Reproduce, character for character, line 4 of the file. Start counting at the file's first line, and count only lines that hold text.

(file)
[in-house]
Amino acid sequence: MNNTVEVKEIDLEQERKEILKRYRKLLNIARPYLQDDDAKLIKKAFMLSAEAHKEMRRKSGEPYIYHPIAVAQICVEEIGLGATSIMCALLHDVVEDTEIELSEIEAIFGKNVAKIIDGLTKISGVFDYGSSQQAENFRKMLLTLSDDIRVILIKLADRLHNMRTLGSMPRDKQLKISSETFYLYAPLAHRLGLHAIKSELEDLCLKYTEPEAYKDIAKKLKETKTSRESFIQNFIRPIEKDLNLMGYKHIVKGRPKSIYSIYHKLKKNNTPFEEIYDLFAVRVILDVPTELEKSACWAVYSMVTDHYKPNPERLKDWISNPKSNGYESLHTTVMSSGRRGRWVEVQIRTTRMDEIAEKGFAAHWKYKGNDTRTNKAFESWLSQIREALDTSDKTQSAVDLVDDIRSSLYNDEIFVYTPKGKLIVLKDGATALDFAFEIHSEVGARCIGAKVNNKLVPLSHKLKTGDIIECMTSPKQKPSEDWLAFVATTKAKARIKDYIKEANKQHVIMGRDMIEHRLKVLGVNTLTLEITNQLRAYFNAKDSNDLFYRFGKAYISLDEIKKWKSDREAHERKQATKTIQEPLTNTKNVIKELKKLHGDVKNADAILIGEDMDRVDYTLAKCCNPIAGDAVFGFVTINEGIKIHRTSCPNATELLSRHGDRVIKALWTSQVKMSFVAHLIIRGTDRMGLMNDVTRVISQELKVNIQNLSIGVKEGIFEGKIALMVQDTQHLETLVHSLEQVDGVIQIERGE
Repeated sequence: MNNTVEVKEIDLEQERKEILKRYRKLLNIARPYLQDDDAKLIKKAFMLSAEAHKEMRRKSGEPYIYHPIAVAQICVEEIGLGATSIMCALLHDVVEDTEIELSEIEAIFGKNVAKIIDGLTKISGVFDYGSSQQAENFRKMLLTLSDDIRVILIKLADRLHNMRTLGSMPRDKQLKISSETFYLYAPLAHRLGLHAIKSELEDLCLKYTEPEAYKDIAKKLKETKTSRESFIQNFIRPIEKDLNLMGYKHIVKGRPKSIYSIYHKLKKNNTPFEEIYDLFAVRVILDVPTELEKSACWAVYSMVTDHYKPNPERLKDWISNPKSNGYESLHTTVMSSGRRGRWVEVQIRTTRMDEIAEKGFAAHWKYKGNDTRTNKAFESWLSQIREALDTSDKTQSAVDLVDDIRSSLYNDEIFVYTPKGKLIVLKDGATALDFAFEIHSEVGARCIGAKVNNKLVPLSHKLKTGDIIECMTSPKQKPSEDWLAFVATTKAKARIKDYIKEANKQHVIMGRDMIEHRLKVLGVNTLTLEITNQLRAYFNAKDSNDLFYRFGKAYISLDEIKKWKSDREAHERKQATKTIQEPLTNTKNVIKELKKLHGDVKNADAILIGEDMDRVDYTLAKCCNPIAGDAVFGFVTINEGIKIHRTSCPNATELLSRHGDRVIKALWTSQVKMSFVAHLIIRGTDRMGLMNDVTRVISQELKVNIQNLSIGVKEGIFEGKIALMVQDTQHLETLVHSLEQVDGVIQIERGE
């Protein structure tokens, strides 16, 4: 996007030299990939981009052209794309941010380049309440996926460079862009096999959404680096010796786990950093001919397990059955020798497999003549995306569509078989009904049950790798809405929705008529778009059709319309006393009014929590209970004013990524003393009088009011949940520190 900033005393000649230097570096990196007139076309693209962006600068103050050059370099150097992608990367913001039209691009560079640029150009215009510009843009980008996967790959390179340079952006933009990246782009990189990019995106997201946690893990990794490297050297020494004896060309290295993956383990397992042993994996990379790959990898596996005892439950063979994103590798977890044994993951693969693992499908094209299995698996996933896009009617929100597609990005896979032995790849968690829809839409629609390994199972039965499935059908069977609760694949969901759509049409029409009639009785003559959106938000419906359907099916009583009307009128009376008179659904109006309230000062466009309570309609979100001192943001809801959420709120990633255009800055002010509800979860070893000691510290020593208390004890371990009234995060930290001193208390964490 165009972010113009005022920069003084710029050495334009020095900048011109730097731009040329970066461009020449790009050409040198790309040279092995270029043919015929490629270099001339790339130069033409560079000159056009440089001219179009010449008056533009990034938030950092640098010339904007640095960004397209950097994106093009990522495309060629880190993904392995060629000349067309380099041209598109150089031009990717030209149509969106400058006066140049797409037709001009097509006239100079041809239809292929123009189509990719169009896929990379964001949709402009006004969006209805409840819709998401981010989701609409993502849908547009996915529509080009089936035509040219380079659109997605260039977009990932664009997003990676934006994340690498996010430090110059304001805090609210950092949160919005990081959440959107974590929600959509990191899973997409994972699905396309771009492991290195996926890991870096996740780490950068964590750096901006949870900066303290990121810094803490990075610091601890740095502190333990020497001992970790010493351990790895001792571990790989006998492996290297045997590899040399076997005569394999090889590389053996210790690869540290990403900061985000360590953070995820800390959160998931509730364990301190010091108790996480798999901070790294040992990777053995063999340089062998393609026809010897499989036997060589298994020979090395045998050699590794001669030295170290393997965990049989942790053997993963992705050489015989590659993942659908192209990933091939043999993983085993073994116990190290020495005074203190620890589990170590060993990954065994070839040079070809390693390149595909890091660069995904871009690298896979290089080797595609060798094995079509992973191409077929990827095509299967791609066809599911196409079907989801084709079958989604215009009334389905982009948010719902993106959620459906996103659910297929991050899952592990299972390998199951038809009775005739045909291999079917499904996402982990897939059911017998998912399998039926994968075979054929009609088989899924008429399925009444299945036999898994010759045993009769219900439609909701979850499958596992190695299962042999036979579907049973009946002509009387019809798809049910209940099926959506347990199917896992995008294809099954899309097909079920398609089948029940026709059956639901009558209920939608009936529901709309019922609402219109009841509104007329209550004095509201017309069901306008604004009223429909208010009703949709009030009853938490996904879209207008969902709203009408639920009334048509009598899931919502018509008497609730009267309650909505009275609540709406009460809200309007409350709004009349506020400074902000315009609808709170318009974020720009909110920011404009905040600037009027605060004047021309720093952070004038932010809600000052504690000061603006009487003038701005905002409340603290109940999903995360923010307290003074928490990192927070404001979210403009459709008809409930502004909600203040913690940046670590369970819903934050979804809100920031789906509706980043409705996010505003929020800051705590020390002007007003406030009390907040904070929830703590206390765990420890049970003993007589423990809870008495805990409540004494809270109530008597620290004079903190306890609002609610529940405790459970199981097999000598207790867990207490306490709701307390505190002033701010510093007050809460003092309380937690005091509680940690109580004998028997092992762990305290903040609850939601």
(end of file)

């Protein structure tokens, strides 16, 4: 996007030299990939981009052209794309941010380049309440996926460079862009096999959404680096010796786990950093001919397990059955020798497999003549995306569509078989009904049950790798809405929705008529778009059709319309006393009014929590209970004013990524003393009088009011949940520190 900033005393000649230097570096990196007139076309693209962006600068103050050059370099150097992608990367913001039209691009560079640029150009215009510009843009980008996967790959390179340079952006933009990246782009990189990019995106997201946690893990990794490297050297020494004896060309290295993956383990397992042993994996990379790959990898596996005892439950063979994103590798977890044994993951693969693992499908094209299995698996996933896009009617929100597609990005896979032995790849968690829809839409629609390994199972039965499935059908069977609760694949969901759509049409029409009639009785003559959106938000419906359907099916009583009307009128009376008179659904109006309230000062466009309570309609979100001192943001809801959420709120990633255009800055002010509800979860070893000691510290020593208390004890371990009234995060930290001193208390964490 165009972010113009005022920069003084710029050495334009020095900048011109730097731009040329970066461009020449790009050409040198790309040279092995270029043919015929490629270099001339790339130069033409560079000159056009440089001219179009010449008056533009990034938030950092640098010339904007640095960004397209950097994106093009990522495309060629880190993904392995060629000349067309380099041209598109150089031009990717030209149509969106400058006066140049797409037709001009097509006239100079041809239809292929123009189509990719169009896929990379964001949709402009006004969006209805409840819709998401981010989701609409993502849908547009996915529509080009089936035509040219380079659109997605260039977009990932664009997003990676934006994340690498996010430090110059304001805090609210950092949160919005990081959440959107974590929600959509990191899973997409994972699905396309771009492991290195996926890991870096996740780490950068964590750096901006949870900066303290990121810094803490990075610091601890740095502190333990020497001992970790010493351990790895001792571990790989006998492996290297045997590899040399076997005569394999090889590389053996210790690869540290990403900061985000360590953070995820800390959160998931509730364990301190010091108790996480798999901070790294040992990777053995063999340089062998393609026809010897499989036997060589298994020979090395045998050699590794001669030295170290393997965990049989942790053997993963992705050489015989590659993942659908192209990933091939043999993983085993073994116990190290020495005074203190620890589990170590060993990954065994070839040079070809390693390149595909890091660069995904871009690298896979290089080797595609060798094995079509992973191409077929990827095509299967791609066809599911196409079907989801084709079958989604215009009334389905982009948010719902993106959620459906996103659910297929991050899952592990299972390998199951038809009775005739045909291999079917499904996402982990897939059911017998998912399998039926994968075979054929009609088989899924008429399925009444299945036999898994010759045993009769219900439609909701979850499958596992190695299962042999036979579907049973009946002509009387019809798809049910209940099926959506347990199917896992995008294809099954899309097909079920398609089948029940026709059956639901009558209920939608009936529901709309019922609402219109009841509104007329209550004095509201017309069901306008604004009223429909208010009703949709009030009853938490996904879209207008969902709203009408639920009334048509009598899931919502018509008497609730009267309650909505009275609540709406009460809200309007409350709004009349506020400074902000315009609808709170318009974020720009909110920011404009905040600037009027605060004047021309720093952070004038932010809600000052504690000061603006009487003038701005905002409340603290109940999903995360923010307290003074928490990192927070404001979210403009459709008809409930502004909600203040913690940046670590369970819903934050979804809100920031789906509706980043409705996010505003929020800051705590020390002007007003406030009390907040904070929830703590206390765990420890049970003993007589423990809870008495805990409540004494809270109530008597620290004079903190306890609002609610529940405790459970199981097999000598207790867990207490306490709701307390505190002033701010510093007050809460003092309380937690005091509680940690109580004998028997092992762990305290903040609850939601």